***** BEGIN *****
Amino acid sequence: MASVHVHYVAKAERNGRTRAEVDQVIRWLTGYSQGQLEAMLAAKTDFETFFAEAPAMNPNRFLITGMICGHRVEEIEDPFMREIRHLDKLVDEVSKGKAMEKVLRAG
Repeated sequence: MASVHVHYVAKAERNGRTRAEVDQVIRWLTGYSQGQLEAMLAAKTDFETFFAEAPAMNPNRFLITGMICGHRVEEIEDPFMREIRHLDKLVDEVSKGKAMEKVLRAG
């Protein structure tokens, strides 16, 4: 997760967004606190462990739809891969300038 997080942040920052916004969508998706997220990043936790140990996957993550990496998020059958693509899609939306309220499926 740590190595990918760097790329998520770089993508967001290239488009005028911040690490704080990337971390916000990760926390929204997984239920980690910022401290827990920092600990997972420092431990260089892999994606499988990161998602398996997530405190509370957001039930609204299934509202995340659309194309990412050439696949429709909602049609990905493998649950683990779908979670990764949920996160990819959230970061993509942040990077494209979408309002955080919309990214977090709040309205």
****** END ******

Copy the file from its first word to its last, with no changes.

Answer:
Amino acid sequence: MASVHVHYVAKAERNGRTRAEVDQVIRWLTGYSQGQLEAMLAAKTDFETFFAEAPAMNPNRFLITGMICGHRVEEIEDPFMREIRHLDKLVDEVSKGKAMEKVLRAG
Repeated sequence: MASVHVHYVAKAERNGRTRAEVDQVIRWLTGYSQGQLEAMLAAKTDFETFFAEAPAMNPNRFLITGMICGHRVEEIEDPFMREIRHLDKLVDEVSKGKAMEKVLRAG
């Protein structure tokens, strides 16, 4: 997760967004606190462990739809891969300038 997080942040920052916004969508998706997220990043936790140990996957993550990496998020059958693509899609939306309220499926 740590190595990918760097790329998520770089993508967001290239488009005028911040690490704080990337971390916000990760926390929204997984239920980690910022401290827990920092600990997972420092431990260089892999994606499988990161998602398996997530405190509370957001039930609204299934509202995340659309194309990412050439696949429709909602049609990905493998649950683990779908979670990764949920996160990819959230970061993509942040990077494209979408309002955080919309990214977090709040309205």